outcome is such that the collective empowerment is minimal as is the enablement
of the participant.
6. Seen in this light current meeting procedures themselves constitute a principal
obstacle to social change at least for the meetings in which this is a preoccupation.
7. The challenge would therefore appear to be to elaborate a new conceptual
framework within which a meeting may be perceived. This should highlight the
hitherto hidden dimensions of the problem and clarify more appropriate options.
For unless a new attitude to the meeting process can be elaborated, it seems
highly probable that concealed inherent weaknesses will continue to undermine
and erode the value for social change of any meeting outcome. In a very real
sense meetings model collective (in)ability to act and the (in)effectiveness
of collective action.
8. An important question then is how to mature the power of a meeting to:
- reflect the complexity of the external environment in an ordered manner
(representation), to reflect about that environment (conceptual processes),
and to reflect about itself (self-reference or self-reflexiveness);
- focus the variety of perspectives represented, without destroying it in
some simplistic formula of superficial consensus;
- transform the issues presented, and the organizational groups which take
responsibility for them, into new configurations of operational significance;
- act, or empower those represented to act, in the light of the level of
understanding achieved during the meeting.
9. The task is therefore to discover of nature of the "compleat meeting
" of the future, through which a new order may be brought into being.
1. This collection of topics, and the exploratory process with which it is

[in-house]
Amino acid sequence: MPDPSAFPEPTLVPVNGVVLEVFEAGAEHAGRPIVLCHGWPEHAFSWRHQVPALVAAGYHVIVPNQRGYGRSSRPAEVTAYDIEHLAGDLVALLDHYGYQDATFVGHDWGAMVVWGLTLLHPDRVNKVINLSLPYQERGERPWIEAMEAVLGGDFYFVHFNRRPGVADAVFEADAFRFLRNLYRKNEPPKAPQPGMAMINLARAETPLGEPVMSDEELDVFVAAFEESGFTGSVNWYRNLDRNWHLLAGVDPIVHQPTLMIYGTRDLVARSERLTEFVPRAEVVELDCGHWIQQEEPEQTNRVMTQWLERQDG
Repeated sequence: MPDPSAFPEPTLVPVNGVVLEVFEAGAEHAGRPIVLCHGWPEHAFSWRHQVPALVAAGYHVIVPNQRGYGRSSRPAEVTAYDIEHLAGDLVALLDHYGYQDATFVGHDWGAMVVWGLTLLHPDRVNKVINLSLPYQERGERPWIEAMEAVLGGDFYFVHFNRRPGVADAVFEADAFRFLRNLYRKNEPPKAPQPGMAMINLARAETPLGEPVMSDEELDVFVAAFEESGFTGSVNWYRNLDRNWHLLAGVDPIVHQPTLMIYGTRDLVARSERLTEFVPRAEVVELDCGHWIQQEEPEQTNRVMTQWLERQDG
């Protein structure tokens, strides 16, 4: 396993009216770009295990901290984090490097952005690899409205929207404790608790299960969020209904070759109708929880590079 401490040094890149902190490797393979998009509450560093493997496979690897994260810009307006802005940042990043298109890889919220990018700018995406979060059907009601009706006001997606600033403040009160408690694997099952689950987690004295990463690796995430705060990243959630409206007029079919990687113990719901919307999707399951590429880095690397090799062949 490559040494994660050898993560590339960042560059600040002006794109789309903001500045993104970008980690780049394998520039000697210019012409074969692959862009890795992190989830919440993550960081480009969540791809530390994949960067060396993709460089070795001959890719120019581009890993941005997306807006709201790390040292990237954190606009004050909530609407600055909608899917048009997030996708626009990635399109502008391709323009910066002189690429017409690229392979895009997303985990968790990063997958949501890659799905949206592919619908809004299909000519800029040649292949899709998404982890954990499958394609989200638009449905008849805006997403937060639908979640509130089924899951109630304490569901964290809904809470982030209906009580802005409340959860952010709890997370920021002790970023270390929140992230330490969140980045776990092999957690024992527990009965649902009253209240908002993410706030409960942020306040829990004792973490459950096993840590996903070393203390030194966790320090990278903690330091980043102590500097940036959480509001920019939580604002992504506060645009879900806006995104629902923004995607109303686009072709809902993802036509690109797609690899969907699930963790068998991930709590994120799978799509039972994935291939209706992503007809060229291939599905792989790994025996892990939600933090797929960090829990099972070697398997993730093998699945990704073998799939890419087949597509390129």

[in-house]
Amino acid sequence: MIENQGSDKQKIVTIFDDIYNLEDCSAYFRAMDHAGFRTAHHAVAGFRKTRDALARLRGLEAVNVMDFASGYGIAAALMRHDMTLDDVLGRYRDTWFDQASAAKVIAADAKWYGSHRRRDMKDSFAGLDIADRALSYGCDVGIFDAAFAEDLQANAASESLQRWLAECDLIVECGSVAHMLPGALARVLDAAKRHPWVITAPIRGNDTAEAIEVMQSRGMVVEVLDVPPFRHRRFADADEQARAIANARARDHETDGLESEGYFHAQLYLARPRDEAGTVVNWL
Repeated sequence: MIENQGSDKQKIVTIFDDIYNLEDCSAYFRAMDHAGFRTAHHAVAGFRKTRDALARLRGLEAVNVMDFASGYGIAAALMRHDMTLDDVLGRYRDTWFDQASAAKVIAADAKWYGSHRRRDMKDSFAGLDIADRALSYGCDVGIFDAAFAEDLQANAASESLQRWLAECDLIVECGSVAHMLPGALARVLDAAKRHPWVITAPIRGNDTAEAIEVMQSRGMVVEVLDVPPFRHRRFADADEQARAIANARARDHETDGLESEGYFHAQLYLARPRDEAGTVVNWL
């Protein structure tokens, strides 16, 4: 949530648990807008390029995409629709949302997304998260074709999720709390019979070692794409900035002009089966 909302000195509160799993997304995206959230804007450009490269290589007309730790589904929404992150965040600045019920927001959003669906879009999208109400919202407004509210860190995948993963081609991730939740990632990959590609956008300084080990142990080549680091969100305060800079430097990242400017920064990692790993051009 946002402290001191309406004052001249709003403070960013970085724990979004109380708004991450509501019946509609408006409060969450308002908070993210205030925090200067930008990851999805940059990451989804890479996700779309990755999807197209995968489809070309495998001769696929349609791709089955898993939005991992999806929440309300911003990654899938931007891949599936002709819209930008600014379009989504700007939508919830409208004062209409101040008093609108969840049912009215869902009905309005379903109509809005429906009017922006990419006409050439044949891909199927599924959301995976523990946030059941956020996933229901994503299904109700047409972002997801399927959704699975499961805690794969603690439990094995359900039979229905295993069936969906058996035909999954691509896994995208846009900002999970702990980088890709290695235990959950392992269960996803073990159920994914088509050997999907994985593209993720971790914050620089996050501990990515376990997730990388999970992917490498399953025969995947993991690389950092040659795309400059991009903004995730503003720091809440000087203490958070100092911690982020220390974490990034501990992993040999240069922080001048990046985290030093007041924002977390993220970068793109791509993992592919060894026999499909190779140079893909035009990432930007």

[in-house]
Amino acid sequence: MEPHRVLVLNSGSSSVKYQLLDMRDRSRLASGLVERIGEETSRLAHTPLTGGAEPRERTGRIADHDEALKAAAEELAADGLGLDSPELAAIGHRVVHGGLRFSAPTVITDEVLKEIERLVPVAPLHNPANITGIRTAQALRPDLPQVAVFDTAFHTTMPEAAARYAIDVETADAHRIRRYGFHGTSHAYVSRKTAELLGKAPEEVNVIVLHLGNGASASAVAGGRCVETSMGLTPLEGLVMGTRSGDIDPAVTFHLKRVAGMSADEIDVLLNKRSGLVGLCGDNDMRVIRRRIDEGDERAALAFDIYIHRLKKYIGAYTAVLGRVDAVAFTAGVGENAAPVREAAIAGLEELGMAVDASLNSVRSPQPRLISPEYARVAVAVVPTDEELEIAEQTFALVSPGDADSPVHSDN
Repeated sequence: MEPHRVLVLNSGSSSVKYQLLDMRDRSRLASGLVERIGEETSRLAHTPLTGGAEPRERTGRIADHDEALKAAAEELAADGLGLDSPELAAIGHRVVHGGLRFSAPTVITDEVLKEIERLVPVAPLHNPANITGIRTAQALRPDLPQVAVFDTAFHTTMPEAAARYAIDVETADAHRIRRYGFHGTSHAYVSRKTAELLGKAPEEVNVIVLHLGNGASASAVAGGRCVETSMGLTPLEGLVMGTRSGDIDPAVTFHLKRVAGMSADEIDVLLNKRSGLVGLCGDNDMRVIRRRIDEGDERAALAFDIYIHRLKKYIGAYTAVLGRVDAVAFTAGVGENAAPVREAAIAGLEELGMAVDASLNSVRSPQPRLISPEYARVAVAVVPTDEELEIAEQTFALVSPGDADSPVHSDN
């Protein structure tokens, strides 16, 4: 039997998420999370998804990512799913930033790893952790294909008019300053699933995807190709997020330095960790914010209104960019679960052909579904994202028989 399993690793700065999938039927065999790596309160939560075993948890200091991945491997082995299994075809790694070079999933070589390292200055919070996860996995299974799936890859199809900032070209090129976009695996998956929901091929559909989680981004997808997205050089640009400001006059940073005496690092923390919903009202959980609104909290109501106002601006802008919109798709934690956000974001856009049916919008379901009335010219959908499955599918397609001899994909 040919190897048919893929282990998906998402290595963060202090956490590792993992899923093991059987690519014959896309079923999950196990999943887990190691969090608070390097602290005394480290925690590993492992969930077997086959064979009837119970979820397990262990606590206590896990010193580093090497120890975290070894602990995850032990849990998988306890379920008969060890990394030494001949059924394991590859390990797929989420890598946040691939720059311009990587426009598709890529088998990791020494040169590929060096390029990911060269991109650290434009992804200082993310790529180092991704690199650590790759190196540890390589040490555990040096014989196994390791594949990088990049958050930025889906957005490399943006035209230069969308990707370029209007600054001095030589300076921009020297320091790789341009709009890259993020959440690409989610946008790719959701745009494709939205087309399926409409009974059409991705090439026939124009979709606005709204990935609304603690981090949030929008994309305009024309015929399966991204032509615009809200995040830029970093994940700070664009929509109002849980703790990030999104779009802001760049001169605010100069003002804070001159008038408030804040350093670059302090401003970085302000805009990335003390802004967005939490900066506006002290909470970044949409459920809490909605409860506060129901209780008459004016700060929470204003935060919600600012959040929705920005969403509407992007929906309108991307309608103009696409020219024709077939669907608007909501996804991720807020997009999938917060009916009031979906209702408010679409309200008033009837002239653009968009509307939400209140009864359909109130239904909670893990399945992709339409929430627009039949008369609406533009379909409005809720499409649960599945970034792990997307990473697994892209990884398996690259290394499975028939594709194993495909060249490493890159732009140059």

associated, is not concerned with large-groupmeetings or conferences which are:
- organized according to procedures considered reasonably satisfactory by
most of those directly involved, possibly on the basis of experience of previous
meetings in the same series;
- deliberately structured, by the instigators to achieve a certain objective,
irrespective of the individual preoccupations of those who choose to participate
under such circumstances;
- conceived around a pre-defined set of topics, irrespective of any other
topics which may emerge during the meeting as common to a number of participants
- deliberately unstructured, as an environment for spontaneous exchange between
participants, but without any concern that such exchanges should lead to the
emergence of some larger pattern.
2. Attention is only given to the "mechanics" of meeting organization
(covered in the many books available on such matters) in so far as they directly
affect the psycho-social dynamic of the meeting.
3. This topic procedure provides a means of collecting together ideas which
may be helpful in different ways to different people according to their meeting
experience. It is to be expected that a given participant will find some portion
of the topic sheets to be partially or totally irrelevant to perceived needs.
4. This collection does not attempt to elaborate any single solution to the